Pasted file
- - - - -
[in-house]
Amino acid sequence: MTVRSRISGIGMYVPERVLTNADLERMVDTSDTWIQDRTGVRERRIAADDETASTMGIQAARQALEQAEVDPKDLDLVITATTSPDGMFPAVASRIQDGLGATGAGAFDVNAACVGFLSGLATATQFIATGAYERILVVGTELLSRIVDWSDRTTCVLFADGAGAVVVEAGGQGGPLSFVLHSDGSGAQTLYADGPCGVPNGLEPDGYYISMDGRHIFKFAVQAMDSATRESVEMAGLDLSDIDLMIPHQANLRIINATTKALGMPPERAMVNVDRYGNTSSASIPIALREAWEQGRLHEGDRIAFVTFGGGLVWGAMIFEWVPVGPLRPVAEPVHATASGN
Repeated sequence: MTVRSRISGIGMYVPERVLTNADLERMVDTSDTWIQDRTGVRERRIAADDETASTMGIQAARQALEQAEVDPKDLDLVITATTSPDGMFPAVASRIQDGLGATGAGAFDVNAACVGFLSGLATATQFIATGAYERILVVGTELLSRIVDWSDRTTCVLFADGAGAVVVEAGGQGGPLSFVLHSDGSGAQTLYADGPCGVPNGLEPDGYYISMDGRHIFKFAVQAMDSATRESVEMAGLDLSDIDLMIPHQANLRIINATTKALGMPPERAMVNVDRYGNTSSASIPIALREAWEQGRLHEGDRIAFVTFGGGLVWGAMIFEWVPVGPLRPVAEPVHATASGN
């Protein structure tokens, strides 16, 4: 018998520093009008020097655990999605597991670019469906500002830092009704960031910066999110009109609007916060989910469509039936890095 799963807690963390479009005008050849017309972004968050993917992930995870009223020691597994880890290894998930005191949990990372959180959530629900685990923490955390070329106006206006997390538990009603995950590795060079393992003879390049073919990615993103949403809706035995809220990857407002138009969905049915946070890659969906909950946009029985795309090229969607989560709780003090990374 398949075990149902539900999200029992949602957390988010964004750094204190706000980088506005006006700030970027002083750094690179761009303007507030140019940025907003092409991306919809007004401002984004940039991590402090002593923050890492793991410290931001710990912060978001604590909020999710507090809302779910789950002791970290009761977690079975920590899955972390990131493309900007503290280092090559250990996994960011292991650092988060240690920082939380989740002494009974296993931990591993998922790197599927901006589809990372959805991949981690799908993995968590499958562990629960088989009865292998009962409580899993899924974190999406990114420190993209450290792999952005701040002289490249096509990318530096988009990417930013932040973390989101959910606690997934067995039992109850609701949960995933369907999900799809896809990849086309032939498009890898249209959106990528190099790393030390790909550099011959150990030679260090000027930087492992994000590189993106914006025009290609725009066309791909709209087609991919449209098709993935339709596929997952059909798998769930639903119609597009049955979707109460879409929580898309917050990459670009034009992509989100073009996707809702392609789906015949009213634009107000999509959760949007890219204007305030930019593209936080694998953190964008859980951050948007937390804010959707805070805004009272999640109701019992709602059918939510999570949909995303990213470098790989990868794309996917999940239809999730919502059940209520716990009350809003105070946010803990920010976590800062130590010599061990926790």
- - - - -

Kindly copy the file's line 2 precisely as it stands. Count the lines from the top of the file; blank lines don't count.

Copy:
Amino acid sequence: MTVRSRISGIGMYVPERVLTNADLERMVDTSDTWIQDRTGVRERRIAADDETASTMGIQAARQALEQAEVDPKDLDLVITATTSPDGMFPAVASRIQDGLGATGAGAFDVNAACVGFLSGLATATQFIATGAYERILVVGTELLSRIVDWSDRTTCVLFADGAGAVVVEAGGQGGPLSFVLHSDGSGAQTLYADGPCGVPNGLEPDGYYISMDGRHIFKFAVQAMDSATRESVEMAGLDLSDIDLMIPHQANLRIINATTKALGMPPERAMVNVDRYGNTSSASIPIALREAWEQGRLHEGDRIAFVTFGGGLVWGAMIFEWVPVGPLRPVAEPVHATASGN